Testing reminded me of a thread I'd seen on Yoko Ono's Grapefruit and the joy of generative text. Grapefruit similarly notates instructions for conceptual pieces that are both subversive and absurd (see my favorites: CUT PIECE and PAINTING TO BE WORN). Dr. Kate Compton (a.k.a. GalaxyKate, the creator of Tracery) argued that it is Yoko's masterful juxtaposition that makes her "instructions" so compelling, and the same applies to generative text. See the below analysis of texts generated by Twitter bots:

Lets look at this @LostTesla tweet:
Its telling a story (accidentally). There are sense words (rubs, wet) that are pleasurable to imagine.

When you put together the story (it hit a deer) you reread the tweet and see it differently (like the Sixth Sense)https://t.co/PvbgkQd6nh

— Dr Kate Compton puts a hex on you: #B00000 (@GalaxyKate) May 23, 2018

Conversely, if its too opaque or unintuitive or dissociated from experience to imagine, its not fun either.

You want the user to see something normal, in a new way that recontextualizes it, that builds an unexpected yet readable story.

— Dr Kate Compton puts a hex on you: #B00000 (@GalaxyKate) May 23, 2018

When combining two concepts, there is a magical space in between being too incoherent and too predictable, and Yoko plays with this space to create prompts that are subversive and whimsical. When creating generative texts, it is easy to create a corpus so wide-reaching that when you shuffle this corpus, the resulting text is too detached to be interesting. But if you narrow down this corpus, curate the concepts you are placing beside each other, you can challenge the reader to bridge these concepts with their own imagination. In Testing, McCarthy challenges us to examine our consciousness, to do a double-take on our reality.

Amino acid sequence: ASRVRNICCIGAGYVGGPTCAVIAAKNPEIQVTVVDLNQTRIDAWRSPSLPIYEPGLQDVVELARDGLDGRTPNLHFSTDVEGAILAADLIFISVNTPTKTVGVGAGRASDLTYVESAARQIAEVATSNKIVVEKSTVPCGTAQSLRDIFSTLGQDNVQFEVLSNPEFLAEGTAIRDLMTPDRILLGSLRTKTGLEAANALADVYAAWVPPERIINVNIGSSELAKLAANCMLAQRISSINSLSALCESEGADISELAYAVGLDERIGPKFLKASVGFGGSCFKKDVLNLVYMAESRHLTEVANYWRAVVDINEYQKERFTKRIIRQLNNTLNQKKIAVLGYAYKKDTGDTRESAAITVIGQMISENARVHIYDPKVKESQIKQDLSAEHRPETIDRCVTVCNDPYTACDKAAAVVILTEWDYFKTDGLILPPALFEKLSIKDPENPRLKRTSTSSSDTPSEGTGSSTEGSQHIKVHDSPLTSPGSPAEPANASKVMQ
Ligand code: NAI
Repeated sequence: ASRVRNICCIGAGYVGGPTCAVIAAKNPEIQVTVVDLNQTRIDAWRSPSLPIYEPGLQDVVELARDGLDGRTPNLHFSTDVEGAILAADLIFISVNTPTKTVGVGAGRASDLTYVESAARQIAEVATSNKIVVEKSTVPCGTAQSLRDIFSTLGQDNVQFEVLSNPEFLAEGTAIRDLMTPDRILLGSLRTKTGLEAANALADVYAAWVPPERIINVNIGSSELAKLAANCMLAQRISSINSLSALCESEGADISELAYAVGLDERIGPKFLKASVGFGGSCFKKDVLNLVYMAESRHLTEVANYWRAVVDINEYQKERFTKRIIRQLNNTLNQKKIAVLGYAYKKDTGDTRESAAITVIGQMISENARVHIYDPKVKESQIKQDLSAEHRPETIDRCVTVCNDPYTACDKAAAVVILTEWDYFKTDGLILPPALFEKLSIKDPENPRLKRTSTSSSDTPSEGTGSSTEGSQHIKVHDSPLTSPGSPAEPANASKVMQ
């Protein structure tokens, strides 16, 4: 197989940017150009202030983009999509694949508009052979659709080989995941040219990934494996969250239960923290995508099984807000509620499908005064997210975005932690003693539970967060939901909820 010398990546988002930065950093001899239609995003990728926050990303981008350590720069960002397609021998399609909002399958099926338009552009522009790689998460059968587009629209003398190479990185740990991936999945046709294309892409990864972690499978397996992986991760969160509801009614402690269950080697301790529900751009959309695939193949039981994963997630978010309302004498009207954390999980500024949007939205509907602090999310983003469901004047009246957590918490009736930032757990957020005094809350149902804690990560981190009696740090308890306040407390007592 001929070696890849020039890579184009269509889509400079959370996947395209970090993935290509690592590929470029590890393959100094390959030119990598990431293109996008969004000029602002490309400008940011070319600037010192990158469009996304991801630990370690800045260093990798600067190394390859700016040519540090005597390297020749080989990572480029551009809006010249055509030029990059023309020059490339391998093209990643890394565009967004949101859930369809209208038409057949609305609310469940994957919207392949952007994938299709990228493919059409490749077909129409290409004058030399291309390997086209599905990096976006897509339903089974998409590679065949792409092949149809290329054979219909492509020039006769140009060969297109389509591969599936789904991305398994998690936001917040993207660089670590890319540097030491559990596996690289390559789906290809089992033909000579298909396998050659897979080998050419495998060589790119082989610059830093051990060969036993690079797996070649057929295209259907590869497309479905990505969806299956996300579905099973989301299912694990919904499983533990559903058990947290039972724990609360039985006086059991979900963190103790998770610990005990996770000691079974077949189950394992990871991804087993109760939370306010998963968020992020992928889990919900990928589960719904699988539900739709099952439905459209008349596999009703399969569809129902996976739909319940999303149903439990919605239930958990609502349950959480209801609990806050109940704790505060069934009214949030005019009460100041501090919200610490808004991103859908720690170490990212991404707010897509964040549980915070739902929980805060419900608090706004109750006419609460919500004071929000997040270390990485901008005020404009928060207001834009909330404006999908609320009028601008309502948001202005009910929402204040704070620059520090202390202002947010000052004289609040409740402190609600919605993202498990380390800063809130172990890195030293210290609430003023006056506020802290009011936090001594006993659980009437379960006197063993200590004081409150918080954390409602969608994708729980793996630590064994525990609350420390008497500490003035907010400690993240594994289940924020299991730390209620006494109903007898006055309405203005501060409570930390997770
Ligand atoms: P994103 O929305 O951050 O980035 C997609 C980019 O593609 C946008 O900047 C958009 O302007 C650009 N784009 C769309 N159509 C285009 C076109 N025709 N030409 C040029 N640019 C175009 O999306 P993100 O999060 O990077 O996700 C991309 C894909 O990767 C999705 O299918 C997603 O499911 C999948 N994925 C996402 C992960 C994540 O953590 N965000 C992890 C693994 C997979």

And many times, I did do a double-take because I wasn't fully present. I was thinking about my blog, jotting down notes and snatching glimpses of the installation in-between. And sometimes, I would look up and find the text in a slightly different color, or the font slightly blurrier, than I remembered seeing just a second ago. If my eyes stayed on the screen the whole time, I would have caught the transition. There was a smooth fade from green to red; at times the text eased in and out of focus like a digital camera still figuring itself out. But when I took in the installation in discrete snapshots, my attention jumping from my notes to the screen, the difference in style was stark. My brain attempted to justify the change: maybe you misremembered. Maybe the words were blurry the whole time.

I don't know if it's a result of the Internet, and my constant drifting between this flat blue-lit world and physical space, but I space out constantly. I carry myself across campus on autopilot. Testing, I believe, was a commentary on how our devices muddy what we consider to be real. Are our followers real? Our Internet friends? Is the caption of this Instagram infographic true? With everything recorded, how can we live in the present? It was fitting, then, to be gaslit by this art piece. Was it just because I was multitasking, or was Testing designed to gaslight me?

Too bad I couldn't ask the artist. I hope Lauren Lee McCarthy comes back to the DMV someday; I would have loved to hear the lecture.

Photo of the sign for the Clarvit Courtyard at the University of Maryland

Testing screened at the University of Maryland's Clarvit Courtyard from October 22–29, 2023. More information about the screening can be found here. Admission: free. View more works by Lauren Lee McCarthy here.

#1000-1500 words #ephemeral #generative #installation art #umd